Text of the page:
The alternative: Explore the four states themselves – in northwestern New Mexico, Chaco Culture National Historical Park highlights the remnants of an ancient civilization; in southwestern Colorado, Ute Mountain Tribal Park features petroglyphs, cliff dwellings, and other archaeological sites; southeastern Utah’s Hovenweep National Monument boasts six prehistoric Puebloan villages perched on canyon rims; and in northern Arizona, the vibrant sandstone formations of Monument Valley Navajo Tribal Park lend an otherworldly air to the landscape. 

Stonehenge on a grassy meadow
Stonehenge, England © William Toti / 500px

7. Stonehenge – Wiltshire, England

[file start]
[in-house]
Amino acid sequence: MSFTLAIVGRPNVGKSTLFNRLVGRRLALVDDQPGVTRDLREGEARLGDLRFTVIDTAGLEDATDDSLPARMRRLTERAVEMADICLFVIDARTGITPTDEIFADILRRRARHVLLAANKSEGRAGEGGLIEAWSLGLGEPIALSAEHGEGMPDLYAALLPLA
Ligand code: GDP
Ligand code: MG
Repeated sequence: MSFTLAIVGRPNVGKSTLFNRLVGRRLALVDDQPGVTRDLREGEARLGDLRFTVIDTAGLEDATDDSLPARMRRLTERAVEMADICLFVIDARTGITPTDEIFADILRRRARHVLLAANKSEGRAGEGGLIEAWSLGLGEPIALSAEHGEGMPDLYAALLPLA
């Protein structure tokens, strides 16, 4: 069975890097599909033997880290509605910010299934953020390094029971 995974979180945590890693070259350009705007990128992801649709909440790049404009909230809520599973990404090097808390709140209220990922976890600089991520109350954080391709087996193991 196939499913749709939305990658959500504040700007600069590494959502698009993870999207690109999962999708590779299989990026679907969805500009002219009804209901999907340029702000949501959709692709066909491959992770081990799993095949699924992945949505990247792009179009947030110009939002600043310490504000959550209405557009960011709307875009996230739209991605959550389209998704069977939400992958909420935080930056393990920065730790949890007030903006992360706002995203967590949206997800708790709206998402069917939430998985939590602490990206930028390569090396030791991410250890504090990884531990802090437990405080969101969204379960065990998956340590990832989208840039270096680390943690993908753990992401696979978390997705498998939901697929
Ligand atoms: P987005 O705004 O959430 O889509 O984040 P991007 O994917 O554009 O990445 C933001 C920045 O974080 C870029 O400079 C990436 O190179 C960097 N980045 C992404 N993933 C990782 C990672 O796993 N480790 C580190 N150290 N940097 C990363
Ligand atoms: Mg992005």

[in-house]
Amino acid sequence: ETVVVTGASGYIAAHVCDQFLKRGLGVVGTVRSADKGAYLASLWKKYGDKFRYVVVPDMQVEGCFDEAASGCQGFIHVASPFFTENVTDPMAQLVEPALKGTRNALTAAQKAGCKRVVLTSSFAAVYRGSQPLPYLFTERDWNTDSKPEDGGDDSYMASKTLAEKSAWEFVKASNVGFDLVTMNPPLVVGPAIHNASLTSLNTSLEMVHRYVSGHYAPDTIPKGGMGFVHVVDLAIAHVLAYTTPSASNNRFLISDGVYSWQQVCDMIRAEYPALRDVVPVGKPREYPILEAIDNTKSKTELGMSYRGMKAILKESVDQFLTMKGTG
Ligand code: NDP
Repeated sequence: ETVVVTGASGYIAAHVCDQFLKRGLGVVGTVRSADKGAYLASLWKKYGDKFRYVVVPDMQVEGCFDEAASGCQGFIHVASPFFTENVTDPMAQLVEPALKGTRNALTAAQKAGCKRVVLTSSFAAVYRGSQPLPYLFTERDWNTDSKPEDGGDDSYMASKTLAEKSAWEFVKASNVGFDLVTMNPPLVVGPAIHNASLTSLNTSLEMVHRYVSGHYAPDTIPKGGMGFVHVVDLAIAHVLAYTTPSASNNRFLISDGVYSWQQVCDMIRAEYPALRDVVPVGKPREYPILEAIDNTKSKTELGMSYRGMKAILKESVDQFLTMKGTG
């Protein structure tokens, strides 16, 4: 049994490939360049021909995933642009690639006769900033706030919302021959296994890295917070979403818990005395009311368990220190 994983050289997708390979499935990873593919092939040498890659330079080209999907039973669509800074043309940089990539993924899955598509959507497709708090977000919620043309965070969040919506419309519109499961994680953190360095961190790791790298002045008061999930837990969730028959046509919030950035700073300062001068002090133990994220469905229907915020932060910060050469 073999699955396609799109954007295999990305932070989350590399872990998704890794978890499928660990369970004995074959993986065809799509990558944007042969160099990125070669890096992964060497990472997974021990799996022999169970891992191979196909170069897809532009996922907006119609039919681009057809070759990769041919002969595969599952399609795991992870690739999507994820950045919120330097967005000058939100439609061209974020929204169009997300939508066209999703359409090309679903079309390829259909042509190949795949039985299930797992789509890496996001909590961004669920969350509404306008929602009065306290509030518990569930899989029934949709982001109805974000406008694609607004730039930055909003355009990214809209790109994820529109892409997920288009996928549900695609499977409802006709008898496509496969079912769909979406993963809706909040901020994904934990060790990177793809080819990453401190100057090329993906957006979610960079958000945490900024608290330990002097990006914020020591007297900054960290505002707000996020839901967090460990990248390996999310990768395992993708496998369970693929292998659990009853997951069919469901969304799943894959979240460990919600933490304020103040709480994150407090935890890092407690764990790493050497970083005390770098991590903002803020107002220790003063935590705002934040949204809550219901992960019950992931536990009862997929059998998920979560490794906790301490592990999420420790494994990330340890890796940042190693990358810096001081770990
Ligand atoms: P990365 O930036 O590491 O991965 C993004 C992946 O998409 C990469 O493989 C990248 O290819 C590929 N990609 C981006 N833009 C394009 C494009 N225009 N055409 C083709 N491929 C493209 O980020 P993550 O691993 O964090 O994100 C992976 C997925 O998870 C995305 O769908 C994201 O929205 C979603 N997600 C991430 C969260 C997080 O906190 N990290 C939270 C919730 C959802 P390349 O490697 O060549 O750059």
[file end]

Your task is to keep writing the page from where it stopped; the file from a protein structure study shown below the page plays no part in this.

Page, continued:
A two-hour drive from London, England’s seminal stone circle is a major stop on the tourist-bus route, receiving more than a million visitors a year, so unless you spring for one of the small-group experiences before or after normal business hours, you’ll be making your way around the mysterious sarsens with plenty of company – and that’s not exactly the most nurturing environment to foster a mystical connection. 

The alternative: The UK has a plethora of neolithic stone structures, from Cornwall’s Merry Maidens to Pentre Ifan in Wales, all less-visited than Stonehenge, and there are numerous ancient sites around the world with similar connections to the equinoxes and solstices, including Mexico’s Teotihuacán and Spiro Mounds in Oklahoma